Isle of Dogs
North American Premiere, SXSW – Paramount Theatre, March 17, 2018
Review by Stacey Lovett
Following in the level of the full-length stop-animation splendor he brought in 2009’s Fantastic Mr. Fox, Wes Anderson returns with an inherently quirky visual masterpiece of a boy’s odyssey to find his lost dog in Isle of Dogs.
The canine flu has been purposefully led to overtake the dog population in Japan’s (fictional futuristic) Megasaki City thus leading the corrupt Mayor Kobayashi to banish them all to Trash Island to ultimately meet their demise. A young boy, Atari, initiates a self-led mission to save his best friend with his efforts backed only by a few rogue followers keen to see the truth in the cause.
It’s filled with dark allegories – many socio-political – and draws heavily on Antonio de Saint-Exupéry-esque elements of a child’s view of an adult world and how that visualization, in turn, should be translated into more positive social realization and resulting change. The film critiques many aspects of the trajectory of today’s world using the universal theme of a dog’s loyalty and devotion and further relays this understanding with the canine personification of the characters. The profundity of the story’s message is layered and left to comprehension as deep as the viewer chooses to seek – it can merely serve as a visually satisfying box office animated feature or parable of the attempted annihilation of man’s best friend mirroring society’s self-destructive behavior in its own divisions, with the corrupt often leading the blind. Beyond the philosophical views, the film is beautifully constructed with immense attention to detail – from individual hairs blowing in the wind to fleas crawling through the fur of the diseased dogs –it is animation capturing the careful details of film and life brought out in the visuals. The settings are built to convey certain feelings – Trash Island is thoughtfully put together piecing together each individual component with strong regards to color and symmetry as important visual components and each setting evokes the feeling of the situation at hand be it stark desolation or menacing power. The story follows Anderson’s propensity for the heist components in his films with Atari teaming up with the misfit pack of pooches to embark on his personal mission to find his best friend and to ultimately free the dogs from their unjust fate. The dogs themselves are even personified, not just in their ability to speak but in their features, gestures, and subject matter. Using a subject matter that is universally seen as inherently good, Anderson creates a societal caricature to make a statement that can be more widely interpreted and done so through an accepted medium. He opens the conversation of the paradoxical side of politics often seen with a blind eye to the truth whether by narrowed perception or debased guidance and speaks to the masses of seeing the bigger picture. Isle ultimately questions who we are, who we want to be, and who we honor.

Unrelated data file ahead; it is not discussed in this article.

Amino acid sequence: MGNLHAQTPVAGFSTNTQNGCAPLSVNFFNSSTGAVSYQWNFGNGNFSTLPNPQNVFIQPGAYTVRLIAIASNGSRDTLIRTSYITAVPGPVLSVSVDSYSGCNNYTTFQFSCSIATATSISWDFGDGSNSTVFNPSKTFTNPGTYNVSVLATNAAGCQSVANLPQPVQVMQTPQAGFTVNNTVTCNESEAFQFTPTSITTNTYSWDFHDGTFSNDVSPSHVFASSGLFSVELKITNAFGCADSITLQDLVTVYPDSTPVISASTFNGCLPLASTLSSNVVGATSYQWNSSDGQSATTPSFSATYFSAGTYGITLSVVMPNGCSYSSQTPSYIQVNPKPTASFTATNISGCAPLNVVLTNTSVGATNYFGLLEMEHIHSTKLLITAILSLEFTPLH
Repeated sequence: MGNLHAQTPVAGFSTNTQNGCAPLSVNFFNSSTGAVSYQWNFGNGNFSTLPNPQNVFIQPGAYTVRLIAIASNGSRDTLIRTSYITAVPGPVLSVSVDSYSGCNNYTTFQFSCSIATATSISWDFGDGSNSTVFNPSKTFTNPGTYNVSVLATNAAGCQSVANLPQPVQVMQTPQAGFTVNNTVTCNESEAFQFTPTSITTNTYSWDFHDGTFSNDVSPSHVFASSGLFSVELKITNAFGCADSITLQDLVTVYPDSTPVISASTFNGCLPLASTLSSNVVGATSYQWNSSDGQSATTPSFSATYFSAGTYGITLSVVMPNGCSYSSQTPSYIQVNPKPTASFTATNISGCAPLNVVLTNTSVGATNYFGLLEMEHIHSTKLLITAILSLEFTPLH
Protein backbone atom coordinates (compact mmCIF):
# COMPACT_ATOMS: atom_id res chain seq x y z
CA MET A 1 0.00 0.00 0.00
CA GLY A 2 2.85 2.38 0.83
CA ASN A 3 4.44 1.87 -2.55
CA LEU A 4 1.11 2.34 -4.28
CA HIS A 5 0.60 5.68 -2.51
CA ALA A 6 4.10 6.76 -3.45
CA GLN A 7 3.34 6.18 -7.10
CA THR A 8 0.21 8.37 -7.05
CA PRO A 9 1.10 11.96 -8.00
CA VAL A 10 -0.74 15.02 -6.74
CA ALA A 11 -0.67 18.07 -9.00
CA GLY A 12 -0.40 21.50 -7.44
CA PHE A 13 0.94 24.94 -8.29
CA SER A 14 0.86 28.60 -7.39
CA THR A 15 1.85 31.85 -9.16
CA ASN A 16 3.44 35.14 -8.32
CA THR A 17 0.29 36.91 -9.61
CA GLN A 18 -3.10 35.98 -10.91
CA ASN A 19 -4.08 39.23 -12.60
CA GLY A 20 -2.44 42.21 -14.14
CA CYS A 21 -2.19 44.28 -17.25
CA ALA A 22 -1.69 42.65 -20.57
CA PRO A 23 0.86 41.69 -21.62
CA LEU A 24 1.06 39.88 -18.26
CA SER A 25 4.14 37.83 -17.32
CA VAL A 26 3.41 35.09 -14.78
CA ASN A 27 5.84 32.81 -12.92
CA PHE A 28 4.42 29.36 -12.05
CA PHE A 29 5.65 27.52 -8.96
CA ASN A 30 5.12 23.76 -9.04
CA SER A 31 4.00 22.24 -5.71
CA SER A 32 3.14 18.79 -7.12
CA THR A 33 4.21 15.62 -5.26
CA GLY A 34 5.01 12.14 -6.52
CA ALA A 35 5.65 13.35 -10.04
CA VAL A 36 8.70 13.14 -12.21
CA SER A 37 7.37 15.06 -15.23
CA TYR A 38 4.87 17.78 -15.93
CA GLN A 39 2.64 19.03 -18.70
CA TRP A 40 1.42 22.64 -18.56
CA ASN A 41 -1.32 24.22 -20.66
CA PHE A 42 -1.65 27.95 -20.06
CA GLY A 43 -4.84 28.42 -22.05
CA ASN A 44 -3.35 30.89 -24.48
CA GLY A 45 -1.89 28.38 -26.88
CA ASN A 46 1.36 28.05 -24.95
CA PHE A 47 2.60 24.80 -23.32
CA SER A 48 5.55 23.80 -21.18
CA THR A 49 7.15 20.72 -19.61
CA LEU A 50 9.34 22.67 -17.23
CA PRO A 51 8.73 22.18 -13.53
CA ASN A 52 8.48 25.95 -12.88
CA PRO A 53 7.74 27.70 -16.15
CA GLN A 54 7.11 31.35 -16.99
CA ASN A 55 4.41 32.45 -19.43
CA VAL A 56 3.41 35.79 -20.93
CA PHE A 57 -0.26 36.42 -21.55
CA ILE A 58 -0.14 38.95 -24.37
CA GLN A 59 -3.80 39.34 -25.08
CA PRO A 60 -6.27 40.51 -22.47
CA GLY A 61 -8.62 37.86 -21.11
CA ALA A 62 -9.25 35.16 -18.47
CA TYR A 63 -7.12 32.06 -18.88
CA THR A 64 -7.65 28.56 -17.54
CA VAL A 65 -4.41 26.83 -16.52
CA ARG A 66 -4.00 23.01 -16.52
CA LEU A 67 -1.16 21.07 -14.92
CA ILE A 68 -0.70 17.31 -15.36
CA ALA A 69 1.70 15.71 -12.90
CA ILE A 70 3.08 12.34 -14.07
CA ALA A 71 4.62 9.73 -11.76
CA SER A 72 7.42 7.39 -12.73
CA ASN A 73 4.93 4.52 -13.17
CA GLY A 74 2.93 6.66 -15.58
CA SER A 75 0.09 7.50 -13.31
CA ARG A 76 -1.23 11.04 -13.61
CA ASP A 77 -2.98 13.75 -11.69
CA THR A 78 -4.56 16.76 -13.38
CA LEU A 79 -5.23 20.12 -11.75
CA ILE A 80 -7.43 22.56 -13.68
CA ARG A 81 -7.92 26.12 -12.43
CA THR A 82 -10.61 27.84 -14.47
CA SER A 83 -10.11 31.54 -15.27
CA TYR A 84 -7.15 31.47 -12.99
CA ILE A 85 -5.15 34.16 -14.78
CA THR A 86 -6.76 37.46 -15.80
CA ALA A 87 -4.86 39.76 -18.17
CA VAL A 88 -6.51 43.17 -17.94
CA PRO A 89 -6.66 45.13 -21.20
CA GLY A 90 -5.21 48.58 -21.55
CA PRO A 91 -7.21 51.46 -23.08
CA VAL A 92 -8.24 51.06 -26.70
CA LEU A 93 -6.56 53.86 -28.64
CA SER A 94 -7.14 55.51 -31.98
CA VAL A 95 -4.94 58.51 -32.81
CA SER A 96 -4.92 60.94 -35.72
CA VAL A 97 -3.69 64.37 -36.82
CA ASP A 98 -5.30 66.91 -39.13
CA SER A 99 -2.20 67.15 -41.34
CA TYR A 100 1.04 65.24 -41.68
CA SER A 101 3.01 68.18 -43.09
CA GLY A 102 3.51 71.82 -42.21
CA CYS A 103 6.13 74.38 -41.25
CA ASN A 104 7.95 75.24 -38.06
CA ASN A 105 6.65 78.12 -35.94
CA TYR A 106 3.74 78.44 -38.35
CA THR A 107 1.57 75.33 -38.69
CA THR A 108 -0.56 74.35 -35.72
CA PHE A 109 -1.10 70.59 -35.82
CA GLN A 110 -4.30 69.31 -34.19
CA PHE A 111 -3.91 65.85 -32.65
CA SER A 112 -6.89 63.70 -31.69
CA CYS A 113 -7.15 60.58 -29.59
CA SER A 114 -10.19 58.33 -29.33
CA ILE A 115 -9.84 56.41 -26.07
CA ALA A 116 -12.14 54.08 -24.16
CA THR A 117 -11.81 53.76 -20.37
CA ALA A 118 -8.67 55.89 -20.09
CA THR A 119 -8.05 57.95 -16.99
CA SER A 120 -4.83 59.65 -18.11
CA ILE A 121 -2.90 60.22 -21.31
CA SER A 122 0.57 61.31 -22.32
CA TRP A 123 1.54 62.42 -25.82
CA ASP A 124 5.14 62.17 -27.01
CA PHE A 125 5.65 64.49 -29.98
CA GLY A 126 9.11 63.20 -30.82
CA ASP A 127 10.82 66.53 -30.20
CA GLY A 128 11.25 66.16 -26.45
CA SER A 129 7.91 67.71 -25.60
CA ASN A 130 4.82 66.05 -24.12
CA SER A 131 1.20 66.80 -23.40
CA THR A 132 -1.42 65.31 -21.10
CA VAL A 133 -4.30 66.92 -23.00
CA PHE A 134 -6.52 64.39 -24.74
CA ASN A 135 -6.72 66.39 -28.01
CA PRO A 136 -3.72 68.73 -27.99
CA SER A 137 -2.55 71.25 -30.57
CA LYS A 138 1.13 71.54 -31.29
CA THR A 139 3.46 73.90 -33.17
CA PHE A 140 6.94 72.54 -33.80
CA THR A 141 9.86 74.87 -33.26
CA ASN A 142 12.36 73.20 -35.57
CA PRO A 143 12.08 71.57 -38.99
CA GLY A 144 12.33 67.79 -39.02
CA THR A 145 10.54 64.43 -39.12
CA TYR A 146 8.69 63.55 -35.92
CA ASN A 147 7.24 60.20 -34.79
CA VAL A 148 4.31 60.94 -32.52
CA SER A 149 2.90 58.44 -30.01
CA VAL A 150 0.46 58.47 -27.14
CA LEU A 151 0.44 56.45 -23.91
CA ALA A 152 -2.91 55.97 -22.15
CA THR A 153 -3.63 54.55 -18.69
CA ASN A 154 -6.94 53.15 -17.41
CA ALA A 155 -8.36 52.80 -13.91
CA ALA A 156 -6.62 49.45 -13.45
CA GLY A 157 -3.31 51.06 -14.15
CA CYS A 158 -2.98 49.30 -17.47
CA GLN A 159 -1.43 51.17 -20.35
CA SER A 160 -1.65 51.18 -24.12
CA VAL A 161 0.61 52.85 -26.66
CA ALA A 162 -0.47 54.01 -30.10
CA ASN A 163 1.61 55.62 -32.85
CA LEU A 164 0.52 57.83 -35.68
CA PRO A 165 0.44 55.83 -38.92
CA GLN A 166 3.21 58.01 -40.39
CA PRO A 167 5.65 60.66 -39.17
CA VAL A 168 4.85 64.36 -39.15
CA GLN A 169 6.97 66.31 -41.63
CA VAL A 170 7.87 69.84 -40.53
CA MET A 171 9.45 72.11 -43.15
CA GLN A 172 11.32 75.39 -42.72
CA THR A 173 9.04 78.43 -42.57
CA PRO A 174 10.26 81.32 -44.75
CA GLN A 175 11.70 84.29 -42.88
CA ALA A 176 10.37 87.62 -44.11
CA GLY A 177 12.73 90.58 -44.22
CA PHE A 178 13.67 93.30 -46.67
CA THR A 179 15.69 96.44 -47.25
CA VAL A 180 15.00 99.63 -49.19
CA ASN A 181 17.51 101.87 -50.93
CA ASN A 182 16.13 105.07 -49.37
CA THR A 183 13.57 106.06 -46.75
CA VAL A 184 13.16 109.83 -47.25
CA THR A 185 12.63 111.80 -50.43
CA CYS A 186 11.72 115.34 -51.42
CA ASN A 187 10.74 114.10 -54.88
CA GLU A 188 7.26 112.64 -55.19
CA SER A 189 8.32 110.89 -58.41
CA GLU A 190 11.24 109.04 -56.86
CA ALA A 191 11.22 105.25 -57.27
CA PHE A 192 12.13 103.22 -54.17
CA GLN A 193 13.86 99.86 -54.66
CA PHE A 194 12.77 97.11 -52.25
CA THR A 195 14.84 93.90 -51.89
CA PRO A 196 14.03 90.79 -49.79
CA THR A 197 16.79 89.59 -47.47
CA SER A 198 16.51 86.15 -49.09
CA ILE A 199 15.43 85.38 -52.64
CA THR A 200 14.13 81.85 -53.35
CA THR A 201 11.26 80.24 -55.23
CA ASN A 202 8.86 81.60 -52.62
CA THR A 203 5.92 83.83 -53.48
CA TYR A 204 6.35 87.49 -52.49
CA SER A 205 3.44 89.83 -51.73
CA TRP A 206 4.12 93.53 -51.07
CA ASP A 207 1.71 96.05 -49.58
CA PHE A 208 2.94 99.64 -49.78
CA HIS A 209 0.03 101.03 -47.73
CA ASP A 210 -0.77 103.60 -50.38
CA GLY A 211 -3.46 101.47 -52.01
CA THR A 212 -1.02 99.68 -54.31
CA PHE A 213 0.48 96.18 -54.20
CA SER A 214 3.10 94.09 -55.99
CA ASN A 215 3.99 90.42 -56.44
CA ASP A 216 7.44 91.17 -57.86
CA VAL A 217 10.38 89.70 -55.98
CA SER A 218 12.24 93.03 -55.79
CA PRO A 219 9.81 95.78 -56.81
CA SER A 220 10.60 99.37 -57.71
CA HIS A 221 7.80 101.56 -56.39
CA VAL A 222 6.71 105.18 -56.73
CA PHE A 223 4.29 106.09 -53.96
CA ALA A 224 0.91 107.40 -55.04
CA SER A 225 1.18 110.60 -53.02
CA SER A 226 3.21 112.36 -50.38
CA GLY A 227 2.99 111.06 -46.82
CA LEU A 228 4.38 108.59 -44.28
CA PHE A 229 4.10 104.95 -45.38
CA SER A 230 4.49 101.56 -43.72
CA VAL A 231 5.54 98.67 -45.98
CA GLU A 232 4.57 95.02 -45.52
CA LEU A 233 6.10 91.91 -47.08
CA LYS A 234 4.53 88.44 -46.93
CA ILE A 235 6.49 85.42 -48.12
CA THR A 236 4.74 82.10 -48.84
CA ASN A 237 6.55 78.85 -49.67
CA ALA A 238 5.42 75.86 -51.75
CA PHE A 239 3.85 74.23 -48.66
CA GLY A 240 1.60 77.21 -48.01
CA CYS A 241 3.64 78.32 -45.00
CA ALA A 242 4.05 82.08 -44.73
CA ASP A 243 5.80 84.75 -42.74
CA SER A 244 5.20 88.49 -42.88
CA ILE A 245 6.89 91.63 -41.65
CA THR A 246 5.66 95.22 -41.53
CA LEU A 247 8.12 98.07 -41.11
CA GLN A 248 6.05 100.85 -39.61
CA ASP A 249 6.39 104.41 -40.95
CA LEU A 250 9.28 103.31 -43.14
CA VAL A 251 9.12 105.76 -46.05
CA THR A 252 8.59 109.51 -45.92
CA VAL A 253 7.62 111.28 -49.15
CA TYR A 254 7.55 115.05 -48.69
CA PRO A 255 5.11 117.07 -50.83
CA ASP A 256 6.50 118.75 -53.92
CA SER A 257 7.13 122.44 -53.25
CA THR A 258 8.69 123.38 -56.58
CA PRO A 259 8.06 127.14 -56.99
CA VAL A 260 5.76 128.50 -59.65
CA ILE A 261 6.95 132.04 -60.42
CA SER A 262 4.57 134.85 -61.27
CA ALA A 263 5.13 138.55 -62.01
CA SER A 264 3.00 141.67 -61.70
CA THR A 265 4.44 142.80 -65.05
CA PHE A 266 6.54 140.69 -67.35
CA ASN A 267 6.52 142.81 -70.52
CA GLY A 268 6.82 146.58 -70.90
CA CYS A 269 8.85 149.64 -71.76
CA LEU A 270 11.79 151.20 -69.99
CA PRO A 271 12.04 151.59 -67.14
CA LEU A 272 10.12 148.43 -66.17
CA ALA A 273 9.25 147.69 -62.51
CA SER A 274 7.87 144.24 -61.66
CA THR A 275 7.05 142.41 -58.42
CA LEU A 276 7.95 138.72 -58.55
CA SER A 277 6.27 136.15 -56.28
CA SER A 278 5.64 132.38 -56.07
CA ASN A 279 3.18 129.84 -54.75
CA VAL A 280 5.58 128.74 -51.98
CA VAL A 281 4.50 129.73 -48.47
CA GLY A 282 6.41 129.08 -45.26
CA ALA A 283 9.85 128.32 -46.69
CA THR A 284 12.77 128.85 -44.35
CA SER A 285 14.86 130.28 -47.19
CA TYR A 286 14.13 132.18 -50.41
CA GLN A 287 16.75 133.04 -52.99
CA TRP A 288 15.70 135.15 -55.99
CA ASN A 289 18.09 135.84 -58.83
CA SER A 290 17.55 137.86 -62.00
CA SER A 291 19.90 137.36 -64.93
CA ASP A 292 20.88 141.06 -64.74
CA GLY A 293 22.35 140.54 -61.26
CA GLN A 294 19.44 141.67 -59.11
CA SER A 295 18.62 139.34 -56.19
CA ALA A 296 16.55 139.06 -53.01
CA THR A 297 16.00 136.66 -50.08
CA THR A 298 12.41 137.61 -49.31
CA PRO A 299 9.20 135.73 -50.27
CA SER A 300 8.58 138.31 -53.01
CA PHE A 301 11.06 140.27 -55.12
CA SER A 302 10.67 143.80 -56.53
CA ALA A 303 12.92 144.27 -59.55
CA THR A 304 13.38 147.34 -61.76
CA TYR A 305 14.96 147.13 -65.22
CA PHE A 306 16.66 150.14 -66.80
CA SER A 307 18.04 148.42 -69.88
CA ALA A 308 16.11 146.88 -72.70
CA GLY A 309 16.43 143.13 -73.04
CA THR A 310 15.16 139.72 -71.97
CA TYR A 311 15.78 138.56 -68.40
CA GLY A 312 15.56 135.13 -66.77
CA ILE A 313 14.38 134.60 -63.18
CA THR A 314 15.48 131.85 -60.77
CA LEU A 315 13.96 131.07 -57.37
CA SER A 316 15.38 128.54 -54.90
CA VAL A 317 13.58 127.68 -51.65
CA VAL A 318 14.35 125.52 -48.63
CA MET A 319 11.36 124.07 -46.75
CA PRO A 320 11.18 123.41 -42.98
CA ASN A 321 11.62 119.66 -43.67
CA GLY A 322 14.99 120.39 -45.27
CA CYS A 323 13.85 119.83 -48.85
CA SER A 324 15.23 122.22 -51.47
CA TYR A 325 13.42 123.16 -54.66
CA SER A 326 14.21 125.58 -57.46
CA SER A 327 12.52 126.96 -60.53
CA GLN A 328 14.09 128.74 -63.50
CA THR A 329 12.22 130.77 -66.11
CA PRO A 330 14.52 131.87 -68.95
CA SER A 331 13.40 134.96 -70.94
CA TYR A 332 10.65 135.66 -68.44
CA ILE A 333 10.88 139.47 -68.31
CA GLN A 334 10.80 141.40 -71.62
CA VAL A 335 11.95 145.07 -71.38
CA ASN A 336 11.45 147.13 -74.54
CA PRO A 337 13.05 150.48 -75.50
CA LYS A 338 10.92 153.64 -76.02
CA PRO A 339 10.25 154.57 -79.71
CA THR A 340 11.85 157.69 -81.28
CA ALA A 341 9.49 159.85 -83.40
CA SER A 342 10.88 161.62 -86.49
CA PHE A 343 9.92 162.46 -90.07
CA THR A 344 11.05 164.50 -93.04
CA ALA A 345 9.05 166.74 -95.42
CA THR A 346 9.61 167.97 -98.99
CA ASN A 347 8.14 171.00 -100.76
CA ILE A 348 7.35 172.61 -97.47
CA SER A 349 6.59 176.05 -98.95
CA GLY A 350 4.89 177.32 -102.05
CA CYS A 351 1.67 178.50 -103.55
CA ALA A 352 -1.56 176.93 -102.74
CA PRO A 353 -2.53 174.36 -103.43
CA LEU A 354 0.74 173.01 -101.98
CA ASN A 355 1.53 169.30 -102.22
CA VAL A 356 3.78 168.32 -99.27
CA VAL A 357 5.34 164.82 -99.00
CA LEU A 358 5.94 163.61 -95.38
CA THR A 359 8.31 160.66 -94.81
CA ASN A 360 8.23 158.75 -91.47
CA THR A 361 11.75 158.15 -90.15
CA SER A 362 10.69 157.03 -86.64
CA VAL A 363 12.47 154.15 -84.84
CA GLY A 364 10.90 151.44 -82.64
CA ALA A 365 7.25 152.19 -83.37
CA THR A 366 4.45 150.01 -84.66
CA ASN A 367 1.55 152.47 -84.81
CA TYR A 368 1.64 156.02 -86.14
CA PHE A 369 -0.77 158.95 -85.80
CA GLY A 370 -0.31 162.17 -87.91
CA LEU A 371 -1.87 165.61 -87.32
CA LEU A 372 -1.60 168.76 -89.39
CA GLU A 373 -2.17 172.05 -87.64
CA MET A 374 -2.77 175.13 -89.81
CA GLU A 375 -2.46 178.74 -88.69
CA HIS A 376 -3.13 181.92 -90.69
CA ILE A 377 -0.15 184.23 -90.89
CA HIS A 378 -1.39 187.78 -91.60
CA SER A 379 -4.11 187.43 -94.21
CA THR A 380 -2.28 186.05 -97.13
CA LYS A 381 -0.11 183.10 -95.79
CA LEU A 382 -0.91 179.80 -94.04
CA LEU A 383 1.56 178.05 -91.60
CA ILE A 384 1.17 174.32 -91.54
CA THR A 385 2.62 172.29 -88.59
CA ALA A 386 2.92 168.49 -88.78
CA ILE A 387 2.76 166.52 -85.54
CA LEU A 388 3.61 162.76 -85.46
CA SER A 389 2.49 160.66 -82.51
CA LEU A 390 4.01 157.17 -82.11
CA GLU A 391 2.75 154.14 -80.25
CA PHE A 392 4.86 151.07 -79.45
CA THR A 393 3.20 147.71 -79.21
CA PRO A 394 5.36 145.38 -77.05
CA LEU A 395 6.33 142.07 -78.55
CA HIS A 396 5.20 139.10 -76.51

Following the SXSW premiere, Anderson and a handful of the cast who were involved in the film joined Robert Rodriguez onstage for a moderated q&a on the film. Bill Murray (voice of Boss), Jeff Goldblum (voice of Duke), Kunichi Nomura (writer & voice of Mayor Kobayashi), Bob Balaban (voice of King) and Randall Poster (music supervisor) all spoke to the testament of the work of this collaborative to achieve the ultimate vision through the trust imparted upon them, and as this screening closed the festival the audience left without question on one aspect – that the collaborative effort put in, both physically and emotionally, undoubtedly shone through and the project’s passion was present that night on stage.